Dr. Wise Young- Umbilical Cord Blood Stem Cells (UCB) + combinations – Phase II CLINICAL TRIAL PLANNED (USA)

Background info:

In the fall of 2014, Dr. Wise Young, Rutgers University and SCINetChina, presented some preliminary information from the Umbilical Cord Blood & Lithium Phase II clinical trial that had taken place in China.  He explained that although none of the chronic ASIA A participants had improved motor scores, 15 out of the 20 patients were able to take steps with the aid of a walker whilst in rehabilitation.  You can view a part of Dr. Young’s presentation during 2014 Working2Walk symposium, here. The study has now been published in an open access journal, Cell Transplantation.  See abstract of the publication here.  A lot of questions remain as to the extent of “functional” recovery obtained (is it functional even though the motor scores of patients have not improved, meaning that they cannot contract any muscle on command?).  Also, the source of the changes shown in patients needs to be clarified (the combination of stem cell transplant with an intensive physiotherapy regimen made it difficult to identify the source of improvement).


Latest update (May 2022):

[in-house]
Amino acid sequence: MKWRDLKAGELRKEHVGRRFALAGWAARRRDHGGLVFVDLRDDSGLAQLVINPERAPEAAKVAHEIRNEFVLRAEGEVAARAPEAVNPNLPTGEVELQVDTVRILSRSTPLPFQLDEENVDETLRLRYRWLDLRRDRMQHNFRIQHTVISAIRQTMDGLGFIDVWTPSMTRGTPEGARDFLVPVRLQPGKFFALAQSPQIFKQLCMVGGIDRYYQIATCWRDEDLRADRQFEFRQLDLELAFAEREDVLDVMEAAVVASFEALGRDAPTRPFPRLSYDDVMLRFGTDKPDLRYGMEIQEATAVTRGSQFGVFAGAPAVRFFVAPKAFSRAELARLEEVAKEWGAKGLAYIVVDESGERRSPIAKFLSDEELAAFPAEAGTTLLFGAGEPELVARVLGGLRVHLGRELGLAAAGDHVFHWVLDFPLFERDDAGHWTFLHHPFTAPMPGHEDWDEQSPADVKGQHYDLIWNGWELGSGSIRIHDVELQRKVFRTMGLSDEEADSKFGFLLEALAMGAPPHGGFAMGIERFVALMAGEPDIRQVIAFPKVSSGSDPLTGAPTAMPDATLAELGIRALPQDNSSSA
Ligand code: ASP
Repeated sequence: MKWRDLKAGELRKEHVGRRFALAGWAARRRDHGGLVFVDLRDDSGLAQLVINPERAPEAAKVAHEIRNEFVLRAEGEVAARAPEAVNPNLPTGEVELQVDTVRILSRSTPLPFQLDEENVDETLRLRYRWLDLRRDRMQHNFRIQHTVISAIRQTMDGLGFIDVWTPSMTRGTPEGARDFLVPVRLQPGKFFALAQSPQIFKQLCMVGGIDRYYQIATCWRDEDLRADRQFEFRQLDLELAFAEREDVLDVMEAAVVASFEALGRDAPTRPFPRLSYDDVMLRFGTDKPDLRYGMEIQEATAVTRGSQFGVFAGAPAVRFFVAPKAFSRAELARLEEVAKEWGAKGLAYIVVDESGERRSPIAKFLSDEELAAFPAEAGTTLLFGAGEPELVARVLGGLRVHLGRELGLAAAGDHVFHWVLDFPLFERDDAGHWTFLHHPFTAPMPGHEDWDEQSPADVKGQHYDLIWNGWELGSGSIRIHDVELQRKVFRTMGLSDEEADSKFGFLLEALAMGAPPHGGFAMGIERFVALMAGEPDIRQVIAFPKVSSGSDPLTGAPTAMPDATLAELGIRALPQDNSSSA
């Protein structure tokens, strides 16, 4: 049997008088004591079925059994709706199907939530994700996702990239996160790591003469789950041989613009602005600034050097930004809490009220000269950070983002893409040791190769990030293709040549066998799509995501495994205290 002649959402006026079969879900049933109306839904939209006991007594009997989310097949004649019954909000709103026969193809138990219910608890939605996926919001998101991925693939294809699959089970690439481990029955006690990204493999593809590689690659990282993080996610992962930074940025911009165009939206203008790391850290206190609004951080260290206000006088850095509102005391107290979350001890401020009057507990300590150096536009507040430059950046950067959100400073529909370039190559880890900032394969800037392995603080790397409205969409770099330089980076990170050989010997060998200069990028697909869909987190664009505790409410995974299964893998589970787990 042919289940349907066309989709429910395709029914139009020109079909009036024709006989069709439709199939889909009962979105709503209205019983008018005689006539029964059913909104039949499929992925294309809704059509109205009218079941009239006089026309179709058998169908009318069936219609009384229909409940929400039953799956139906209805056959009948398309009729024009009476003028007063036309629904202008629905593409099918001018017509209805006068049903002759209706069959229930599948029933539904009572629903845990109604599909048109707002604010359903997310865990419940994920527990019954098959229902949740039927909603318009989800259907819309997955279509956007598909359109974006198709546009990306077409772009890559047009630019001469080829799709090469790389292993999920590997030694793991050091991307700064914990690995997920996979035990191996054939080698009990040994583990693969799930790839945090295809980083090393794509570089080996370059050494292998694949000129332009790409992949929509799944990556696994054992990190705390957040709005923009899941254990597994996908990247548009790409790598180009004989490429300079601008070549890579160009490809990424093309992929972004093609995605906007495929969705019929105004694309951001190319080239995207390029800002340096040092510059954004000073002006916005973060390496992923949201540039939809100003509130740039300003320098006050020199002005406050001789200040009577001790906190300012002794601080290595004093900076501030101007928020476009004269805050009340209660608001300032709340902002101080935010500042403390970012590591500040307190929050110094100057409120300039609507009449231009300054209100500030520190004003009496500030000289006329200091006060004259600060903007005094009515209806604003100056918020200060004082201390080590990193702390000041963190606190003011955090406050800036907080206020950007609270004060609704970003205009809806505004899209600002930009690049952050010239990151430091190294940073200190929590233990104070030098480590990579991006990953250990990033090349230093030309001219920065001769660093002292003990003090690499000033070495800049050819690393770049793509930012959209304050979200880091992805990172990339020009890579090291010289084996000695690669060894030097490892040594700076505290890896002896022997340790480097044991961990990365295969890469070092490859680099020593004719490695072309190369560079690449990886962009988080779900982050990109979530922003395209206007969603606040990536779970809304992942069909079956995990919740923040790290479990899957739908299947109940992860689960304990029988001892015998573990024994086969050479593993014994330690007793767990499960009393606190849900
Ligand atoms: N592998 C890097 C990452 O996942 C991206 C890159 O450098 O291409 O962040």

Clinical trial in the USA in preparation. According to communication in May 2021, the team had obtained the authorization from the FDA to carry out the trial. However because of COVID-19, the trial sponsor backed out and they are now working on the new IND and raising money for the trial. In a recent presentation (Sept. 2021), Dr. Young has indicated that the trial will now involve more patients (40 people) and  include a control group (a number of patients who will NOT receive the stem-cell treatment). Another change compared to previous plan is that no lithium treatment will be included for any patient to simplify the protocol. The latter will only include the UCB stem-cells and/or the intensive physiotherapy.

The trial was expected to start in January 2022. However, it has recently been announced that StemCyte, the company providing the stem-cells, pulled out of the USA trial. As a consequence, the team has to find a new source of umbilical cord blood stem cells and has  to go through the IND approval process from the beginning. The FDA is requiring an additional study to prove the new sources of cells are also safe and effective. Hope to start the trial later this year., thus still needs approval from the FDA (and funding from sponsors).


Patients enrolment (update May. 2022):

This study is in preparation and is not recruiting patients yet. These are the recruitment criteria as previously communicated (beware that they might have been adjusted): in order to qualify for this trial, you must have a complete injury between C5 and T11, be injured more than 1 year, 18-64 years old. There is no cost to participate in a clinical trial, but if selected, you would have to cover the cost of lodging and transportation in New Jersey (USA) for 6 months. For more info, email:

PS: the biotech company who pulled out of the clinical trial plan has actually launched their own clinical trial, but in Taiwan and is currently recruiting patients in Taiwan. More info here: NCT03979742


NC1 – Bone Marrow Stem Cells Intrathecal Injection- Late Dr. Vaquero – TRIAL PLANNED FOR INCOMPLETE SCI (Spain)

Background info: